Two leading members of the Senate recently introduced a bill that would substantially expand the carryback period for net operating losses. As discussed in greater detail below, this legislation, if enacted into law, could provide a significant boost and provide relief for many businesses that are struggling in the current economy.  

A net operating loss (“NOL”) generally may be carried back two years and carried forward twenty years, thereby allowing taxpayers to reclaim taxes paid in profitable years. An NOL carryback, therefore, can be a valuable tool for businesses to generate additional funds during challenging times.  

In response to the massive job losses resulting from the ongoing financial crisis, the American Recovery and Reinvestment Act of 2009 (the “ARRA”) included a provision to extend the NOL carryback period to up to five years for NOLs incurred in 2008. As noted above, the rationale underlying this provision was that an extended carryback period would generate additional (and immediate) funds for businesses and thus prevent further job losses. The ARRA provision, however, applies only to an “eligible small business,” which is defined narrowly as a taxpayer with average annual gross receipts of less than $15 million during the prior three taxable years. A taxpayer that does not satisfy this gross receipts test is limited to the existing twoyear carryback period. Thus, the NOL carryback provision under the ARRA will be unavailable to many distressed taxpayers that are in desperate need of its benefits.  

Many members of the business community expressed dissatisfaction (and, in some cases, outrage) over the limited scope of the ARRA legislation, especially in light of the fact that the House and Senate versions of the stimulus bill would have extended the carryback period to five years, without the limitation for small businesses contained in the final version of the bill. Congress ultimately scaled back the ARRA provision to include the gross receipts test due to concerns over the cost of the massive stimulus package (the House and Senate versions of the legislation would have cost in excess of $17 billion over ten years, whereas the provision as enacted would cost less than $1 billion over the same time period).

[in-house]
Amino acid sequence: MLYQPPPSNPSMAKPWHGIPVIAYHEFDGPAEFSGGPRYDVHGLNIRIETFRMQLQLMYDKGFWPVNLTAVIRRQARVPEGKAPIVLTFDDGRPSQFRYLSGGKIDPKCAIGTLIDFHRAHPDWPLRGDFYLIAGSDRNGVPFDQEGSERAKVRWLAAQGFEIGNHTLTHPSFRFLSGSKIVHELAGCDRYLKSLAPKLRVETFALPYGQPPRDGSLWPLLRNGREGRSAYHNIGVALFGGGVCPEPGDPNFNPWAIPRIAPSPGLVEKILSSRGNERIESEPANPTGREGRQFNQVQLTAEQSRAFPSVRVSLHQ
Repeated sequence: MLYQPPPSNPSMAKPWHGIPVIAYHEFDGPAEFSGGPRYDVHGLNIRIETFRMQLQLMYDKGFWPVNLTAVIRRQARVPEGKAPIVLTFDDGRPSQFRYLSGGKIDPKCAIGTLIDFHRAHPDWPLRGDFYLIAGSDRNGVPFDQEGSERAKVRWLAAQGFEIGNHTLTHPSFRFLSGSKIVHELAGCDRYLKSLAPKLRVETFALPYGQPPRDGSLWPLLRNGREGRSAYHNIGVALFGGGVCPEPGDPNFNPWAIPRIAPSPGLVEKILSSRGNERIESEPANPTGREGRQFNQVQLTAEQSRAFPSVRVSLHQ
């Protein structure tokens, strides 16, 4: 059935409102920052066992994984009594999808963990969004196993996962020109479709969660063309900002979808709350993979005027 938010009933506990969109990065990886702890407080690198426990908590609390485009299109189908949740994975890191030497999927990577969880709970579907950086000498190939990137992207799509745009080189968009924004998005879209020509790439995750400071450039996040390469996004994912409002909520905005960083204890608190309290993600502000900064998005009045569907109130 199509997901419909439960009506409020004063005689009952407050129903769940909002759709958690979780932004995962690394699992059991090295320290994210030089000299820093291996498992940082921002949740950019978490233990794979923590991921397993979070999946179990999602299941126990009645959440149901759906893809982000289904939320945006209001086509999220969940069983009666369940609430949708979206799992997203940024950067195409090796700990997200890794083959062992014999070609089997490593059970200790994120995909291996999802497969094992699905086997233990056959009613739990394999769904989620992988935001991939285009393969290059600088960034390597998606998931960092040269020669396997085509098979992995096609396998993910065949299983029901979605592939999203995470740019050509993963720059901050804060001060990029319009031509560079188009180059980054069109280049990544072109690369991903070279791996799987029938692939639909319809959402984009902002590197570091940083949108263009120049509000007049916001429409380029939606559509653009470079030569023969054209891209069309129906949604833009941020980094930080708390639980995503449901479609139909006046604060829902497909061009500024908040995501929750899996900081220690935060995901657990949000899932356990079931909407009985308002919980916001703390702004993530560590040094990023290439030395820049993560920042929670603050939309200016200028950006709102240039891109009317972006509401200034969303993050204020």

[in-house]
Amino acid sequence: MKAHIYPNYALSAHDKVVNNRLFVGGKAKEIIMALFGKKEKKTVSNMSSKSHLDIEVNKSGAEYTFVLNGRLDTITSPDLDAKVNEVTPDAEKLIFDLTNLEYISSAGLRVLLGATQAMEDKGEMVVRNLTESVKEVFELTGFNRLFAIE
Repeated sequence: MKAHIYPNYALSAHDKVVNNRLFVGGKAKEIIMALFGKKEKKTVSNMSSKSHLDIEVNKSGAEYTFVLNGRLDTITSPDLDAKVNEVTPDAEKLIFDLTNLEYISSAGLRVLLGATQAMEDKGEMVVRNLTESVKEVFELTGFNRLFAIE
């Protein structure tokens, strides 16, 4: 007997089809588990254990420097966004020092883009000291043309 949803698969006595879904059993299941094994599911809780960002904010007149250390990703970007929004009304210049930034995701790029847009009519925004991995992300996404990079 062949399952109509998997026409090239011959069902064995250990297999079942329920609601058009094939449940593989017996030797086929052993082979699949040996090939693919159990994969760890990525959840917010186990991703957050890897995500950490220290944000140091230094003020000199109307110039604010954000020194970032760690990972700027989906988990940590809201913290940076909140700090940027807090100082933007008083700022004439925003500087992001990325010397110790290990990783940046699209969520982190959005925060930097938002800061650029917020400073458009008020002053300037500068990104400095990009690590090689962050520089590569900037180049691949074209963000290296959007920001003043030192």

As a result of this criticism, as well as the continued distressed state of the economy, Senate Finance Chairman Max Baucus (D–Montana) and Senator Olympia Snowe (R-Maine) introduced Senate Bill 823 on April 2, 2009. This bill, entitled the “Net Operating Loss Carryback Act,” would extend the NOL carryback period to five years for losses incurred in 2008 and 2009. Unlike the limited NOL carryback provision under the ARRA, Senate Bill 823 would apply to all taxpayers, irrespective of gross receipts, other than Fannie Mae, Freddie Mac or firms that received financial assistance from the Troubled Asset Relief Program. Senate Bill 823 appears to be unrelated to the President’s proposed budget for fiscal year 2010, which also proposes to expand the NOL carryback period, but offers no further detail. Rather, as noted above, it appears that Senator Baucus and Senator Snowe introduced

Senate Bill 823 solely in response to business groups that have called on Congress to take additional measures to prevent additional job losses and more businesses from going out of business.  

However, despite the general support for an extended NOL carryback period within the current administration and the business community in general, the fate of Senate Bill 823 is uncertain at best.